Steubenville council eyes repairs to old city building

STEUBENVILLE — With roof repairs to the old city building progressing, city officials are looking at what else needs to be done to keep it habitable.

Urban Projects Director Chris Petrossi told council this week the contractor said it would cost a little more than $26,000 to address other exterior needs they’d identified, like repairing doors and painting all the doors and windows.

Council is hoping to turn a portion of the building into a public market, though they’ll still have to maintain a Municipal Court space.

“I would ask that you put it out for bids,” City Manager Jim Mavromatis said. “(The extra work) was not in the original plans. I will say, the roof looks good, what they’ve done so far, but every one of our gutters is rusted through. At least get us some numbers and we can present it to council. As the year ends, we may find we have money to (do some of it). At least the outside is going to look good, then we can focus on inside.”

Petrossi agreed, telling council the architect had looked the information over “and also recommended we get bids.”

Municipal Judge John Mascio Jr., in chambers to address questions about his proposed 2020 budget, said he loves the idea of opening a public market, but isn’t sure it can co-exist with court offices and the courtroom.

“There’s absolutely no doubt if you proceed with the market plan, we’re going to have to somehow secure this half of the building to protect employees,” Mascio said. “I like the idea of a market … but, realistically, I don’t think it’s a good idea unless you take over the whole building.”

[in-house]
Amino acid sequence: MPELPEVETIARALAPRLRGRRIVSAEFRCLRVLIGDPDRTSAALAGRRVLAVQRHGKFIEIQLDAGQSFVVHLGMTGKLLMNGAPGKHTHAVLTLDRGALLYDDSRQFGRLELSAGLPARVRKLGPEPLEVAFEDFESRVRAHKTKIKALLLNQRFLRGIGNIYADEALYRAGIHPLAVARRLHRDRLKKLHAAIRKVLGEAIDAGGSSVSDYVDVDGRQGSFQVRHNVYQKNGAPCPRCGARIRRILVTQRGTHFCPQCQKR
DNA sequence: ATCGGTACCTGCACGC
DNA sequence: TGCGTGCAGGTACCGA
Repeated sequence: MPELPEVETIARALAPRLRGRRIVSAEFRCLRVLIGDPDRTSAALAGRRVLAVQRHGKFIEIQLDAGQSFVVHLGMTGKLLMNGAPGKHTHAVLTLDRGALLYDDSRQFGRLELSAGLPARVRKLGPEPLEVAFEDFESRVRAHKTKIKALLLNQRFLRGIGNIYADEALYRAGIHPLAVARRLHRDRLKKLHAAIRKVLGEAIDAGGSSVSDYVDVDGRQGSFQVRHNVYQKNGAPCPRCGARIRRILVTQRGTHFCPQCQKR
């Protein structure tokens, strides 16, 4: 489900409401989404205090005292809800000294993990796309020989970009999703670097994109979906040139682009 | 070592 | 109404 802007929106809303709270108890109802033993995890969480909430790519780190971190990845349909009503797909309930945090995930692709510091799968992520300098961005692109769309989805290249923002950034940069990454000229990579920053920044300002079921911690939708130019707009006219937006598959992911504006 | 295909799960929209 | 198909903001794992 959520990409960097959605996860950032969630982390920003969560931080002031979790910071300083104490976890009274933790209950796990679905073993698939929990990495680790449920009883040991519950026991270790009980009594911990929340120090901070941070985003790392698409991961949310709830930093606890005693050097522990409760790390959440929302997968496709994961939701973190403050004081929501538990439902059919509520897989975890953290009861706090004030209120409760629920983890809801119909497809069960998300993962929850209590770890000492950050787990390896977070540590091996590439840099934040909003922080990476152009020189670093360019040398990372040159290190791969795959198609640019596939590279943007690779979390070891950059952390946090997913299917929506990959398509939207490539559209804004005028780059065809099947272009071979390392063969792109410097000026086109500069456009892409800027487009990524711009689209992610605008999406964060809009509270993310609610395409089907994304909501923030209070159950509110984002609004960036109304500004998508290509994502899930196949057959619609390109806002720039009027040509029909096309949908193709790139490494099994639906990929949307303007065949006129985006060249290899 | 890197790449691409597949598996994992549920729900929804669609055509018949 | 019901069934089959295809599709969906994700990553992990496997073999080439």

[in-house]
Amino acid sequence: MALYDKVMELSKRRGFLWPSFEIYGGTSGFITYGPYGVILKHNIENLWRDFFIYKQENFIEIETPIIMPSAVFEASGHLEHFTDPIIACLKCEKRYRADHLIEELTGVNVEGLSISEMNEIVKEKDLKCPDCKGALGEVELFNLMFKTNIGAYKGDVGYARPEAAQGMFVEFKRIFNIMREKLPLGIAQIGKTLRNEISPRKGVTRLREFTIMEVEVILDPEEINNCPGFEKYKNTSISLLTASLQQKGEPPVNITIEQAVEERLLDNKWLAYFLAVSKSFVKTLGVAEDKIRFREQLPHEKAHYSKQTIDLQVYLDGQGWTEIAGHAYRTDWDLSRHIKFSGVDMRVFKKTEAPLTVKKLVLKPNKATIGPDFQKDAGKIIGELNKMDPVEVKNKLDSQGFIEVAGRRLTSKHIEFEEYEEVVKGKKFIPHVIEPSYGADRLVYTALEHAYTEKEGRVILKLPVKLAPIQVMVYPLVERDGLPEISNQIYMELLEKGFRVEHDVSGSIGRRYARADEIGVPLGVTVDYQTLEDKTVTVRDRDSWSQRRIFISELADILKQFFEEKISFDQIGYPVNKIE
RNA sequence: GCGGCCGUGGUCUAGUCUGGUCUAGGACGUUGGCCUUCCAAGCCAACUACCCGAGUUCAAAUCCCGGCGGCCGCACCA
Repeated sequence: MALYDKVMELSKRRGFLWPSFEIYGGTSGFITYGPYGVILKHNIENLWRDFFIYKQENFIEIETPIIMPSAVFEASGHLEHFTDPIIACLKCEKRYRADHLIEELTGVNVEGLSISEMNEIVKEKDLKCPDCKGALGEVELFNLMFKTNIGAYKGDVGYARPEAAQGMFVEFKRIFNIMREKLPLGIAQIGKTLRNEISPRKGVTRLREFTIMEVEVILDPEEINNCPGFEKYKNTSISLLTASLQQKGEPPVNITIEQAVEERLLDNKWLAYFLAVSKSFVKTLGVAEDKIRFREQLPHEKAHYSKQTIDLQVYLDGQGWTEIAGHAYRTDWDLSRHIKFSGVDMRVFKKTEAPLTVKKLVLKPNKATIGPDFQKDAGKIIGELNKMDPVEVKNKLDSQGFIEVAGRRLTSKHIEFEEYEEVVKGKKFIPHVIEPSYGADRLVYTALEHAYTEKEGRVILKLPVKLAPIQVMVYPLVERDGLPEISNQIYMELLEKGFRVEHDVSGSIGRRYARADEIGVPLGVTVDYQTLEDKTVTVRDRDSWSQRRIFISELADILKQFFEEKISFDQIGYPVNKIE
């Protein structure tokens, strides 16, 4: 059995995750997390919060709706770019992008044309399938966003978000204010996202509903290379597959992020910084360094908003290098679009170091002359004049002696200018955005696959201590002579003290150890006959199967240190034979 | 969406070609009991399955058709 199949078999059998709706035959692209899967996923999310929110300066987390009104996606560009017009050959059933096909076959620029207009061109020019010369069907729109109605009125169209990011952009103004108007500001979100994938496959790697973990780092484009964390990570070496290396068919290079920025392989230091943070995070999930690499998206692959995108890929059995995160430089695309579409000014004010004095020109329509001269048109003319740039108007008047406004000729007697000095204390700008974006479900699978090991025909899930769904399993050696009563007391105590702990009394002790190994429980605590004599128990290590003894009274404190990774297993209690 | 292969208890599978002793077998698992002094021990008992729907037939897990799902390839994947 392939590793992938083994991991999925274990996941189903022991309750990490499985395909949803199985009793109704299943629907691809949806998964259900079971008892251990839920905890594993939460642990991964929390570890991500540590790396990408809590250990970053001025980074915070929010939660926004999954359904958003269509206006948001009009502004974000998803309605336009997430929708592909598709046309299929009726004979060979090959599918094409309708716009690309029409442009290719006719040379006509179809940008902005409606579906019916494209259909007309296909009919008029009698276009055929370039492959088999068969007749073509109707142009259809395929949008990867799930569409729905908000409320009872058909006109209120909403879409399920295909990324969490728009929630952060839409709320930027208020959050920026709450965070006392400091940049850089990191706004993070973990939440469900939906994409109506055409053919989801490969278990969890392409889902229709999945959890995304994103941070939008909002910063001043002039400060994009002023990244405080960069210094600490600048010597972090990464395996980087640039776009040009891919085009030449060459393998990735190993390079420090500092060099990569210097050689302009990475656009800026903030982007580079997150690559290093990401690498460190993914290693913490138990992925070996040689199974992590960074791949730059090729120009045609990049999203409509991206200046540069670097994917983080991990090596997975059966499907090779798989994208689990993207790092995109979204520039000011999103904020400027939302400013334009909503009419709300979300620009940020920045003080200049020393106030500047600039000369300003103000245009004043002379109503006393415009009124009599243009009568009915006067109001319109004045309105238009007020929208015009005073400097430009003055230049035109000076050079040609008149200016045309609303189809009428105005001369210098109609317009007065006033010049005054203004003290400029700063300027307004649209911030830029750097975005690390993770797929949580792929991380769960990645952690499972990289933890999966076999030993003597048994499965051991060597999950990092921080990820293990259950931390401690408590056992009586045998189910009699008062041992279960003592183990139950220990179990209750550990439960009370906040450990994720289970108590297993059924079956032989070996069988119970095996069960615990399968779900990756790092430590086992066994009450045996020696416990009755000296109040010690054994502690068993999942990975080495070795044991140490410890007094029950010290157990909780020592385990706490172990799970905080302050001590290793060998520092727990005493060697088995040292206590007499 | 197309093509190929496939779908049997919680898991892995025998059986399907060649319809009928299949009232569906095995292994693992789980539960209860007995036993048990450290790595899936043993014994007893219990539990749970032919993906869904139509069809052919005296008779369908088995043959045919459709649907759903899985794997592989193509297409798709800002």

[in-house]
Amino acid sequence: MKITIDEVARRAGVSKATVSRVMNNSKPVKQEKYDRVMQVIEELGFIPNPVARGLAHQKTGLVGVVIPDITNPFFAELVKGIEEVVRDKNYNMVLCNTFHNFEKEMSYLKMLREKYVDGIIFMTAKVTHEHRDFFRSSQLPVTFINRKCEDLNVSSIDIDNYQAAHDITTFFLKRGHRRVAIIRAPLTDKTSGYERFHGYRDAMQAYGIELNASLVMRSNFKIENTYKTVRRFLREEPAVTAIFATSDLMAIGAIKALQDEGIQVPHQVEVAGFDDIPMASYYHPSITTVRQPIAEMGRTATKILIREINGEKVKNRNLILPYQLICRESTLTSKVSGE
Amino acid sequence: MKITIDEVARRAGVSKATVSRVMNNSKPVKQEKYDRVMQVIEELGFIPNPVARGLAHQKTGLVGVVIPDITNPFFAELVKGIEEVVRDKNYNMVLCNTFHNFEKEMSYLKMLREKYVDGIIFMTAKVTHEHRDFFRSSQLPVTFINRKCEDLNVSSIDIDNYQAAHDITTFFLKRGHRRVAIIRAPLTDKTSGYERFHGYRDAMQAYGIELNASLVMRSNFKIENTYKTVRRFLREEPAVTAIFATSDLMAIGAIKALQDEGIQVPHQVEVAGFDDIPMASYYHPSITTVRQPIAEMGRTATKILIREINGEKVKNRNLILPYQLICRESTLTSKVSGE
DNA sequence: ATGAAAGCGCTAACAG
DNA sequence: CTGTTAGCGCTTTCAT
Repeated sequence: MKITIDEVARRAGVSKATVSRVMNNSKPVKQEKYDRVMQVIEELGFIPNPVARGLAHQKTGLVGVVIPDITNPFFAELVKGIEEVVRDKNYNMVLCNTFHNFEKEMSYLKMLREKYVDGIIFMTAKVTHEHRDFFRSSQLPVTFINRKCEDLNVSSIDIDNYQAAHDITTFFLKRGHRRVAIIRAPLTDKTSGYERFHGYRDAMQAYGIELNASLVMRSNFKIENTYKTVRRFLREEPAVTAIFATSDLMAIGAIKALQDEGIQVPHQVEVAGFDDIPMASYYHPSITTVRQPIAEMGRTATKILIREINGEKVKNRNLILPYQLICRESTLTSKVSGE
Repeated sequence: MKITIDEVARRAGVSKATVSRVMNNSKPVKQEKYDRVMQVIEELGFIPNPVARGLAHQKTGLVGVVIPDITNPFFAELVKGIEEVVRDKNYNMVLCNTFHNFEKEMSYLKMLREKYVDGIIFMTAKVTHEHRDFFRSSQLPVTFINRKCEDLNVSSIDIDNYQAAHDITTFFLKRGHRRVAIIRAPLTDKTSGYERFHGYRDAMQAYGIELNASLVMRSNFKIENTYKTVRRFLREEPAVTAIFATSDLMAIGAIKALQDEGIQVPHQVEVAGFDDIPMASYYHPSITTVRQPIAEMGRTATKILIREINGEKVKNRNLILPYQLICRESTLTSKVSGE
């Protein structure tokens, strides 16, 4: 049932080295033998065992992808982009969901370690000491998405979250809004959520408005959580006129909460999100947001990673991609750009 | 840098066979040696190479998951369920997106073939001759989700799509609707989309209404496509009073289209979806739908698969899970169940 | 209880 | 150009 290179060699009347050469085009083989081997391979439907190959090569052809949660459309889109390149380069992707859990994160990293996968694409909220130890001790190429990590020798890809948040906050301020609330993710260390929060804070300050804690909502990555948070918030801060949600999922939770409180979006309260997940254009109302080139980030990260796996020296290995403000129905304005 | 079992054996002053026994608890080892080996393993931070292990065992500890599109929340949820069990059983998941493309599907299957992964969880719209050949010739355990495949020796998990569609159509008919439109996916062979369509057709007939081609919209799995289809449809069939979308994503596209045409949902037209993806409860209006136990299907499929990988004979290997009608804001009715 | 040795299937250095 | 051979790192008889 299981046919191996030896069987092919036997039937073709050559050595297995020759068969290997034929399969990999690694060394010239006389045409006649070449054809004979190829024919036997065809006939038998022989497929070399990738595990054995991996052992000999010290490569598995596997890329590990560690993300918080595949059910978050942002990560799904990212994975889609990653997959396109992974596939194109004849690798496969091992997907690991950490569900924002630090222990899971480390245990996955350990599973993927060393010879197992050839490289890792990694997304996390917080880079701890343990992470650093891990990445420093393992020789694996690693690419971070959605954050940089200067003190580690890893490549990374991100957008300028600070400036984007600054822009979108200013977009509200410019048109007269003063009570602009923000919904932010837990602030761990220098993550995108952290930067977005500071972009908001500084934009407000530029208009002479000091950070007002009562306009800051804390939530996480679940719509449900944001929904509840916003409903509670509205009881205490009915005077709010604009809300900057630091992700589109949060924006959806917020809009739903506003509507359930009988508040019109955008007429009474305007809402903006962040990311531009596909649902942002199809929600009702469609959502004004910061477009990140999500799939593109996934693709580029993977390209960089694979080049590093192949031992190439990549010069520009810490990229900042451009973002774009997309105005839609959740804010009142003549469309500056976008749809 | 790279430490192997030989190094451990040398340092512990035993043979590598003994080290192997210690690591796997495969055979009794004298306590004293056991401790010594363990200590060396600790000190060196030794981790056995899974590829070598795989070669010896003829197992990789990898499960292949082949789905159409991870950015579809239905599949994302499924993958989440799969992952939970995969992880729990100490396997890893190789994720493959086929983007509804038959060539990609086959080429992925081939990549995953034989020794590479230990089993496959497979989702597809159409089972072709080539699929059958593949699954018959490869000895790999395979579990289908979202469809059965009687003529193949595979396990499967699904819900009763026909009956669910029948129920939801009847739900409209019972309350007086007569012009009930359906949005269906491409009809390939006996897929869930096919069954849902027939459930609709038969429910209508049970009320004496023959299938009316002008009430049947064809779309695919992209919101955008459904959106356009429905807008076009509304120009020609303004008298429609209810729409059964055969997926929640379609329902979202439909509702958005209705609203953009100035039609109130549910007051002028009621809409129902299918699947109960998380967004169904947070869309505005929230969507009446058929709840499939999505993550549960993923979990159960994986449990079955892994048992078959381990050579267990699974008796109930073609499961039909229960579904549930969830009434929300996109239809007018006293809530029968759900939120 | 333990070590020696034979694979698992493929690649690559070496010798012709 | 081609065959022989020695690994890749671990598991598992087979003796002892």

Mascio, though, said it’s definitely an idea worth exploring, “and I’m certainly not opposed to meeting with the architects. But it could (be a little expensive) if you decide to remodel this half of the building for the court.”

He said bringing the building up to Ohio Supreme Court safety standards “would cost around $100,000 to do it right, secure the side entrance and entrance points to the building.”

“We just never came back to council because I know you don’t have (the money),” he said. “We’ve been looking for grants. Until we can turn things around, see where we are in terms of COVID, that’s really unrealistic. But it is on the wish list.”

Mascio also applauded the efforts of city police, “(they’re) here everyday and they do a tremendous job, they search everybody as they come in.”

During the budget portion of his presentation, Mascio told council he’s asking for an additional $29,000 to cover wages and benefits for his new Mental Health Court coordinator. He said the total cost for the position would be a little over $70,000 a year, but $60,000 would be reimbursed via a grant through the Office of Criminal Justice Services for which the court was approved. The rest, plus a $20,000 local match, will come out of the court’s special projects account.

He reminded council he’s eliminating the magistrate’s position in 2021, “that will free up a lot money we can better use for this program.”

Fire Chief Carlo Capaldi told council his department is “about a week to 10 days away from everything being ready to go” with the city’s new ambulance service.

“We have a couple things left to do,” he said. “There’s some software we’re training on, we’ve got a drug order to put in, we’re waiting on some iPads. But it can be done.”

Council heard second readings of ordinances amending city code governing the cutting of grass and weeds and allowing Mavromatis to seek bids for the purchase of necessary supplies for the service department.

Also approved were resolutions designated October as Breast Cancer Awareness Month, Oct. 16 as National Mammography Day and the week of Oct. 4-10 as Fire Prevention Week.


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